X-rays can indicate “wear and tear” (degeneration) of the spine. They do not show the status of the discs. An X-ray can also help rule out other conditions which exhibit similar symptoms.
MRI scan or CT scan can help determine the location of the disc and the affected nerves, or whether a disc is actually prolapsed.
CT myelogram can help further define the structures affected by a prolapsed disc. A CT myelogram is a CT that uses contrast dye for better visualization of the discs.
Electromyogram (EMG) is a nerve test using electrical impulses that can pinpoint which nerves are being irritated by a prolapsed disc.
A discogram involves injecting dye into the soft center of one or more discs to help pinpoint cracks in individual discs.
Myelogram is the process of injecting dye into the spinal fluid then taking an X-ray image. A discogram can show whether a prolapsed disc is exerting any pressure on the spinal cord and nerves.
How is a Prolapsed Disc Treated?
Previously, patients were instructed to rest in order to ease the pain. We now know that was wrong. Patients are likely to recover more quickly and are less likely to develop persistent (chronic) back pain by remaining active. Doctors also once told patients to sleep on a firm mattress. There is no evidence that a firm mattress is better than any other type of bed for people with back pain. Doctors now tell patients to sleep in the most natural and comfortable position, on whatever surface feels the most comfortable.
Today, doctors recommend that patients diagnosed with a prolapsed disc carry on as normal a life as possible. Patients are encouraged to move around as soon as possible. Getting back into normal activities helps the back heal. Doctors do not want patients to do anything that causes a lot of pain; however, it is important to know that some discomfort while remaining active is not harmful. Movement can begin with something as simple as walking around the house.
Strenuous exercising is not advisable during and around the time of experiencing symptoms of a prolapsed disc. However, building and maintaining strength in the back muscles and abdominal muscles is essential to prevent and treat chronic back problems. Exercises such as walking, simple stretching, physical therapy, and yoga have been proven to be very beneficial in treating chronic back pain.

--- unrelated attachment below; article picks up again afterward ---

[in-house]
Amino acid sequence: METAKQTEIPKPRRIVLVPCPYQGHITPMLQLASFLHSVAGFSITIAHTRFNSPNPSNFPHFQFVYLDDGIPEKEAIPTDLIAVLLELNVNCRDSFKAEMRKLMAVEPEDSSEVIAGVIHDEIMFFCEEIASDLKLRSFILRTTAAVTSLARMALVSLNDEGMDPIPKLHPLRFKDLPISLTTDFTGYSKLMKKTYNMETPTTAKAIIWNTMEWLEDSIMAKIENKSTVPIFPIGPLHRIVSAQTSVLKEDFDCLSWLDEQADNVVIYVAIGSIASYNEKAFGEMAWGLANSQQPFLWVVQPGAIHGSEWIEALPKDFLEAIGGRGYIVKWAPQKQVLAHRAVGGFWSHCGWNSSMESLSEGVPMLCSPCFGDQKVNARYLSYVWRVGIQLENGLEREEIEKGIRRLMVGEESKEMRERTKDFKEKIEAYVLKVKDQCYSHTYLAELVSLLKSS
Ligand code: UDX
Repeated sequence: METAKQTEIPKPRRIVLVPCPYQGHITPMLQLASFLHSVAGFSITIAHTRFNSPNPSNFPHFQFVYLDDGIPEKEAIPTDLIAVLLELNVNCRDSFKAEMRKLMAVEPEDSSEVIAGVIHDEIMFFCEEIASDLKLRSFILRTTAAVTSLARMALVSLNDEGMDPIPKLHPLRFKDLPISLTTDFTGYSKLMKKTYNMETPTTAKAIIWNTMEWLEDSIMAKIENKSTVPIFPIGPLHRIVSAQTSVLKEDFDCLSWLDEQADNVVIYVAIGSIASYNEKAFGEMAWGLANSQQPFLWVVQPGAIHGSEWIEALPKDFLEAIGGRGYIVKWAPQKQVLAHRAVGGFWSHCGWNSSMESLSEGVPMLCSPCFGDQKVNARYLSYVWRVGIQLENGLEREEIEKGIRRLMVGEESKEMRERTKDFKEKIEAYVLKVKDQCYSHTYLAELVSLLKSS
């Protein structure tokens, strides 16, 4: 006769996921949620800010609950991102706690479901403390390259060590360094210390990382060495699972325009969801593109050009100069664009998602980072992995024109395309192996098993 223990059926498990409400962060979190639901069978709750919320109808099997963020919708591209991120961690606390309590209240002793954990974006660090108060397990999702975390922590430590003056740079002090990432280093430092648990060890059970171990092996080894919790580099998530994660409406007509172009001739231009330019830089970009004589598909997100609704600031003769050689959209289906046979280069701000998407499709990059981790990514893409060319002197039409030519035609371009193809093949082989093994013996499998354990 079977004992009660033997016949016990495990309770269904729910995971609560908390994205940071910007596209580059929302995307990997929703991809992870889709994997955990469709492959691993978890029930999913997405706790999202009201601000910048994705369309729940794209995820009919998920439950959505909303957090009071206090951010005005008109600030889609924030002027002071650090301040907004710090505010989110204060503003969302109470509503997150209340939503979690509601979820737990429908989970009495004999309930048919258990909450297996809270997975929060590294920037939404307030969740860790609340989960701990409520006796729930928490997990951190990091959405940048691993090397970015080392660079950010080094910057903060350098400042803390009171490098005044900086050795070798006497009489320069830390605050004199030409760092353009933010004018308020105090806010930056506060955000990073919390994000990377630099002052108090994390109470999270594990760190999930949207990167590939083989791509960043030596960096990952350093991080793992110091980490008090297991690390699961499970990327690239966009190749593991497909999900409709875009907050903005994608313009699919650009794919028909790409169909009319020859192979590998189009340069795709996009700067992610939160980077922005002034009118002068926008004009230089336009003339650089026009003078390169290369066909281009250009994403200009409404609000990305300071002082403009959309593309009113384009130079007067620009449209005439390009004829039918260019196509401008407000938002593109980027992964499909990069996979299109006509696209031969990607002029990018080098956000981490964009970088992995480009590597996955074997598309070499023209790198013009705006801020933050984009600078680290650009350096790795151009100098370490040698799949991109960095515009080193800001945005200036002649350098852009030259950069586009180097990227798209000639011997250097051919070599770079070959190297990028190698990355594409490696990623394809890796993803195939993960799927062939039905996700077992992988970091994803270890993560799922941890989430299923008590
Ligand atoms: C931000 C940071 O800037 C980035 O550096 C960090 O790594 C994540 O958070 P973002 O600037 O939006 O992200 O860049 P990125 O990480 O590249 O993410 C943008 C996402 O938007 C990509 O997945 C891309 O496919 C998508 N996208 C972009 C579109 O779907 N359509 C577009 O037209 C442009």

Conservative treatment while following a planned exercise and pain-medication regimen, while avoiding painful positions, helps relieve symptoms in most patients within a few days or weeks. Other treatment options for a prolapsed disc include treatments such as medication and physical therapy.
Typical medications used to treat the pain of a prolapsed disc include:
Over-the-counter (OTC) pain medications. If the pain is mild to moderate, an over-the-counter pain medication, such as ibuprofen (Advil, Motrin IB, others) or naproxen (Aleve, others) can help reduce the pain.
Cortisone injections. Inflammation-suppressing corticosteroids medication that quickly fights inflammation is given as an injection. By reducing inflammation, steroids help relieve pain. Occasionally, oral steroids may be used to reduce swelling and inflammation.
Muscle relaxers. Prescription muscle relaxants can be helpful in relieving muscle spasms.
Nerve pain medications. These medications for treating nerve pain can be prescribed if the pain has lasted for more than a few days. Gabapentin, pregabalin, duloxetine, and amitriptyline are commonly prescribed for nerve pain.